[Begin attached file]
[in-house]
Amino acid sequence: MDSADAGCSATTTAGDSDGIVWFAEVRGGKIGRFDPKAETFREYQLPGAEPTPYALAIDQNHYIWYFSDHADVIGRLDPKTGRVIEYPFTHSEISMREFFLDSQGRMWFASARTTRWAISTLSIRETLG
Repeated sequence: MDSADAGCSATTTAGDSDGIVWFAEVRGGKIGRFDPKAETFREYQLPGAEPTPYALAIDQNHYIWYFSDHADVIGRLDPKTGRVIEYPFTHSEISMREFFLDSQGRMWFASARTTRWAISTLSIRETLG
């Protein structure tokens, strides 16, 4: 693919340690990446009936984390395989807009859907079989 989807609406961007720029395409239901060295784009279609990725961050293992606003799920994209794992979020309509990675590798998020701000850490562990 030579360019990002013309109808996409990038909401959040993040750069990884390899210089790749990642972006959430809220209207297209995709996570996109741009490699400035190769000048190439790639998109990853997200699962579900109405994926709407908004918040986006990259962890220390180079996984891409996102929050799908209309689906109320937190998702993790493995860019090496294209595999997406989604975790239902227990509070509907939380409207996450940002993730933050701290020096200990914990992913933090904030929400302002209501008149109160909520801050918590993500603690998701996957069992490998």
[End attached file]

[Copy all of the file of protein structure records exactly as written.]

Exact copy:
[in-house]
Amino acid sequence: MDSADAGCSATTTAGDSDGIVWFAEVRGGKIGRFDPKAETFREYQLPGAEPTPYALAIDQNHYIWYFSDHADVIGRLDPKTGRVIEYPFTHSEISMREFFLDSQGRMWFASARTTRWAISTLSIRETLG
Repeated sequence: MDSADAGCSATTTAGDSDGIVWFAEVRGGKIGRFDPKAETFREYQLPGAEPTPYALAIDQNHYIWYFSDHADVIGRLDPKTGRVIEYPFTHSEISMREFFLDSQGRMWFASARTTRWAISTLSIRETLG
């Protein structure tokens, strides 16, 4: 693919340690990446009936984390395989807009859907079989 989807609406961007720029395409239901060295784009279609990725961050293992606003799920994209794992979020309509990675590798998020701000850490562990 030579360019990002013309109808996409990038909401959040993040750069990884390899210089790749990642972006959430809220209207297209995709996570996109741009490699400035190769000048190439790639998109990853997200699962579900109405994926709407908004918040986006990259962890220390180079996984891409996102929050799908209309689906109320937190998702993790493995860019090496294209595999997406989604975790239902227990509070509907939380409207996450940002993730933050701290020096200990914990992913933090904030929400302002209501008149109160909520801050918590993500603690998701996957069992490998």